The most insinuating of melodies floating over an obbligato of the solo violoncello “like a love charm,” as Gounod says. Then the celebration of her victory when she captures one of his hands and knows that he is yielding.
A new melody, blither, happier, but always the violoncello murmuring in blissful harmony with the seductive voice and rejoicing in the cunning witcheries which lull Masetto’s suspicions to sleep. Now all go into Don Giovanni’s palace, from which the sounds of dance music and revelry are floating out. Donna Elvira, Donna Anna, and Don Ottavio, who come to confront him who has wronged them all, are specially bidden, as was the custom, because they appeared in masks. Within gayety is supreme. A royal host, this Dort Giovanni ! Not only are there refreshments for all, but he has humored both classes of guests in the arrangement of the programme of dances. Let there be a minuet, a country-dance, and an allemande, he had said to Leporello in that dizzying song of instruction which whirls past our senses like a mad wind : “Finch’ han dal vino.” No one so happy as Mozart when it came to providing the music for these dances. Would you connoisseurs in music like counterpoint? We shall give it you ; three dances shall proceed at once and together, despite their warring duple and triple rhythms:
Louis Viardot, who wrote a little book describing the autograph of “Don Giovanni,” says that Mozart wrote in the score where the three bands play thus simultaneously the word accordano as a direction to the stage musicians to imitate the action of tuning their instruments before falling in with their music. Of this fact the reprint of the libretto as used at Prague and Vienna contains no mention, but a foot-note gives other stage directions which indicate how desirous Mozart was that his ingenious and humorous conceit should not be overlooked. At the point where the minuet, which was the dance of people of quality, is played, he remarked, “Don Ottavio dances the minuet with Donna Anna”; at the contra-dance in 24 time, “Don Giovanni begins to dance a contra-dance with Zerlina”; at the entrance of the waltz, “Leporello dances a `Teitsch’ with Masetto.” The proper execution of Mozart’s elaborate scheme puts the resources of an opera-house to a pretty severe test, but there is ample reward in the result. Pity that, as a rule, so little intelligence is shown by the ballet master in arranging the dances ! There is a special significance in Mozart’s direction that the cavalier humor the peasant girl by stepping a country-dance with her, which is all lost when he attempts to lead her into the aristocratic minuet, as is usually done.
At the height of the festivities, Don Giovanni succeeds in leading Zerlina into an inner room, from which comes a piercing shriek a moment later. Anticipating trouble, Leporello hastens to his master to warn him. Don Ottavio and his friends storm the door of the anteroom, out of which now comes Don Giovanni dragging Leporello and uttering threats of punishment against him. The trick does not succeed. Don Ottavio removes his mask and draws his sword ; Donna Anna and Donna Elvira confront the villain. The musicians, servants, and rustics run away in affright. For a moment Don Giovanni loses presence of mind, but, his wits and courage returning, he beats down the sword of Don Ottavio, and, with Leporello, makes good his escape.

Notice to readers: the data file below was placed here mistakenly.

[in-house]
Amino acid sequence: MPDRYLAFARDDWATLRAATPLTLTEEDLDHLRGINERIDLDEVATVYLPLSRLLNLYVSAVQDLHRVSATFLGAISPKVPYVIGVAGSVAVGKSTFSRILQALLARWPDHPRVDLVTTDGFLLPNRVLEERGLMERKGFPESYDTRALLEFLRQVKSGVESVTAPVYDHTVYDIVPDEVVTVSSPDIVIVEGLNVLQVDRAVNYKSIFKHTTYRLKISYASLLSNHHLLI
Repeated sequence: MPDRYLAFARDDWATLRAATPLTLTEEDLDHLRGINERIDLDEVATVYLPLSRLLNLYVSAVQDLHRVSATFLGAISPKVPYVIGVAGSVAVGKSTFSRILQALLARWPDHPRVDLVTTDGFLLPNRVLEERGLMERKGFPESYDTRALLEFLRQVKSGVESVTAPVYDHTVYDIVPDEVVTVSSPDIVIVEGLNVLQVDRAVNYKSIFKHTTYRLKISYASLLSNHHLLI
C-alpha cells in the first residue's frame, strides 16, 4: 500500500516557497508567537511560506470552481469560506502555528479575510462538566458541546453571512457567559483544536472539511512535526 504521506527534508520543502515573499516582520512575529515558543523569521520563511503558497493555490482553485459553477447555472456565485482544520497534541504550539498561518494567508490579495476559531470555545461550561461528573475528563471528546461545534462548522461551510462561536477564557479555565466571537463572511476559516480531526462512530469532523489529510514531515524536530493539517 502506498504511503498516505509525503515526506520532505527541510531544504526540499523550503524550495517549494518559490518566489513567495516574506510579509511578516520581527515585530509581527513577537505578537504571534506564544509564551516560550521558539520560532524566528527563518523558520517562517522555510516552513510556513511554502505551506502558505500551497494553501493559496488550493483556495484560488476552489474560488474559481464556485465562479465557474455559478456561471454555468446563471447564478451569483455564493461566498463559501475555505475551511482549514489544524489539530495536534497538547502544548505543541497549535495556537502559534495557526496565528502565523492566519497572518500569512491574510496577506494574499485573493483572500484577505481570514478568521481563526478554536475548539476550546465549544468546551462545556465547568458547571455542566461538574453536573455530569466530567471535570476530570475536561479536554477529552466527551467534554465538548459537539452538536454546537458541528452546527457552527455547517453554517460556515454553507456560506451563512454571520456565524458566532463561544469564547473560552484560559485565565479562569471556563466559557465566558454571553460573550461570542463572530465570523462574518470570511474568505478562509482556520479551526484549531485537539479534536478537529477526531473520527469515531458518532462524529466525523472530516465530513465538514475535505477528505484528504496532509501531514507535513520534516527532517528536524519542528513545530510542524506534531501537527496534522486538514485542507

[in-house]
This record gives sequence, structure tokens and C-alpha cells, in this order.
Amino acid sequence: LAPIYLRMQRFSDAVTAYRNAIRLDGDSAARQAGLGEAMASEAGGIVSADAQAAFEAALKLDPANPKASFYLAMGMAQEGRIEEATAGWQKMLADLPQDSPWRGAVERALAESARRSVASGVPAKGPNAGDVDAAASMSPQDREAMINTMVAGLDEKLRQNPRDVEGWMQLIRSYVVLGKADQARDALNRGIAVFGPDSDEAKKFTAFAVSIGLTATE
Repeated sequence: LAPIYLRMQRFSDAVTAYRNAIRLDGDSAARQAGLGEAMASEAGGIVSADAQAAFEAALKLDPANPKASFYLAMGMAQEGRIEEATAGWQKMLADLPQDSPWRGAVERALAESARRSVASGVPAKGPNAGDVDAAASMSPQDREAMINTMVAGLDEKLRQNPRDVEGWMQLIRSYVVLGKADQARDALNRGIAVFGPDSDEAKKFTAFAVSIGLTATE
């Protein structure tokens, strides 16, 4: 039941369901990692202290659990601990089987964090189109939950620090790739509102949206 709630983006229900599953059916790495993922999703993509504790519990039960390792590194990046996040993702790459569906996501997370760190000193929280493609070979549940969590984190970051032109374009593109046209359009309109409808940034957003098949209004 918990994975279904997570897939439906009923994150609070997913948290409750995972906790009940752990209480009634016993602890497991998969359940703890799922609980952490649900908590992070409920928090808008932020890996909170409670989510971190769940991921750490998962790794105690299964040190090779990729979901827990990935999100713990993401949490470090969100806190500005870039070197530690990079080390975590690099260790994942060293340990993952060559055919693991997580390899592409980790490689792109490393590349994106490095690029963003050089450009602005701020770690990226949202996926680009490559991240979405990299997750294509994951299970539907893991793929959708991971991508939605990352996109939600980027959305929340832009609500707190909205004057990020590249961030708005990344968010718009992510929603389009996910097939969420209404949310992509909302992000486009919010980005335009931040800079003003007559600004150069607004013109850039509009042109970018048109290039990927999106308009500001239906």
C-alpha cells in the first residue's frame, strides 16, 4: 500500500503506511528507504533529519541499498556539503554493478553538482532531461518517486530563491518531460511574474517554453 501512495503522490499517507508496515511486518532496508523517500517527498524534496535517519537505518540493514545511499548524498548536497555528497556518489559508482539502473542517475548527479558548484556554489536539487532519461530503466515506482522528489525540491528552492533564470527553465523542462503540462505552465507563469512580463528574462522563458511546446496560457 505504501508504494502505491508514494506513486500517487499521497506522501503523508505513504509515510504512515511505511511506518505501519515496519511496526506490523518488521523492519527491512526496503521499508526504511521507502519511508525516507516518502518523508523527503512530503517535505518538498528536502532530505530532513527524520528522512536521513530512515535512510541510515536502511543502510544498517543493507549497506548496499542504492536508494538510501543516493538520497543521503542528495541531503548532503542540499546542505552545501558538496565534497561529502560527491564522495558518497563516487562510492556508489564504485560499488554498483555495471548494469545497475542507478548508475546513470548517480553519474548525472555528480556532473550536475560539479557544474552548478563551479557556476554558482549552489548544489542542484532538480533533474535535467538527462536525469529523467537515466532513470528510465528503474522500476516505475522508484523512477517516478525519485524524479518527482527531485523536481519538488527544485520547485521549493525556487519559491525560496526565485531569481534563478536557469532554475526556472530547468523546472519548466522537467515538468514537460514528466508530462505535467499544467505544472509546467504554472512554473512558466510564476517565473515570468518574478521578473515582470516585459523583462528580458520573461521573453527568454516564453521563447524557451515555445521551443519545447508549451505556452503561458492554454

The incidents of the second act move with less rapidity, and, until the fateful dénouement is reached, on a lower plane of interest than those of the first, which have been narrated. Don Giovanni turns his attentions to the handsome waiting-maid of Donna Elvira. To get the mistress out of the way he persuades Leporello to exchange cloaks and hats with him and station himself before her balcony window, while he utters words of tenderness and feigned repentance. The lady listens and descends to the garden, where Leporello receives her with effusive protestations ; but Don Giovanni rudely disturbs them, and they run away. Then the libertine, in the habit of his valet, serenades his new charmer. The song, “Deh vieni alla finestra,” is of melting tenderness and gallantry; words and music float graciously on the evening air in company with a delightfully piquant tune picked out on a mandolin. The maid is drawn to the window, and Don Giovanni is in full expectation of another triumph, when Masetto confronts him with a rabble of peasants, all armed. They are in search of the miscreant who had attempted to outrage Zerlina. Don Giovanni is protected by his disguise. He feigns willingness to help in the hunt, and rids himself of Masetto’s companions by sending them on a fool’s errand to distant parts of the garden. Then he cunningly possesses himself of Masetto’s weapons and belabors him stoutly with his own cudgel. He makes off, and Zerlina, hearing Masetto’s cries, hurries in to heal his hurts with pretty endearments. (Air : “Vedrai carino.”) Most unaccountably, as it will seem to those who seek for consistency and reason in all parts of the play, all of its actors except Don Giovanni find themselves together in a courtyard (or room, according to the notions of the stage manager). Leporello is trying to escape from Elvira, who still thinks him Don Giovanni, and is first con-fronted by Masetto and Zerlina and then by Ottavio and Anna. He is still in his master’s hat and cloak, and is taken vigorously to task, but discloses his identity when it becomes necessary in order to escape a beating. Convinced at last that Don Giovanni is the murderer of the Commandant, Don Ottavio commends his love to the care of her friends and goes to denounce the libertine to the officers of the law.